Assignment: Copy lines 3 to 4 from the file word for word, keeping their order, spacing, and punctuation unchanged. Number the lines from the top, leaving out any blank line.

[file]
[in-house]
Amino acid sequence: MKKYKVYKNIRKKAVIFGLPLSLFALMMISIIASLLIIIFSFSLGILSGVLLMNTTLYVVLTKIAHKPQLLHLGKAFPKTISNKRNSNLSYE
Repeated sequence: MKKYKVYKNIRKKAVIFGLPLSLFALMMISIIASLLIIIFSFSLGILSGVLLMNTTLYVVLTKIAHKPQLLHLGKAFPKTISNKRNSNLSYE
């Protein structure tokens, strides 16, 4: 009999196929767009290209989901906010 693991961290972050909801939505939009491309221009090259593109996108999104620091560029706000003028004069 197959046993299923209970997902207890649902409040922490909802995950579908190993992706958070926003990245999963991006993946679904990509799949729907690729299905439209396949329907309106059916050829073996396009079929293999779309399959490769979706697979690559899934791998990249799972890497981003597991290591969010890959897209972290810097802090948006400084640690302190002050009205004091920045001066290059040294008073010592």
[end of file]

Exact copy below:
Repeated sequence: MKKYKVYKNIRKKAVIFGLPLSLFALMMISIIASLLIIIFSFSLGILSGVLLMNTTLYVVLTKIAHKPQLLHLGKAFPKTISNKRNSNLSYE
């Protein structure tokens, strides 16, 4: 009999196929767009290209989901906010 693991961290972050909801939505939009491309221009090259593109996108999104620091560029706000003028004069 197959046993299923209970997902207890649902409040922490909802995950579908190993992706958070926003990245999963991006993946679904990509799949729907690729299905439209396949329907309106059916050829073996396009079929293999779309399959490769979706697979690559899934791998990249799972890497981003597991290591969010890959897209972290810097802090948006400084640690302190002050009205004091920045001066290059040294008073010592």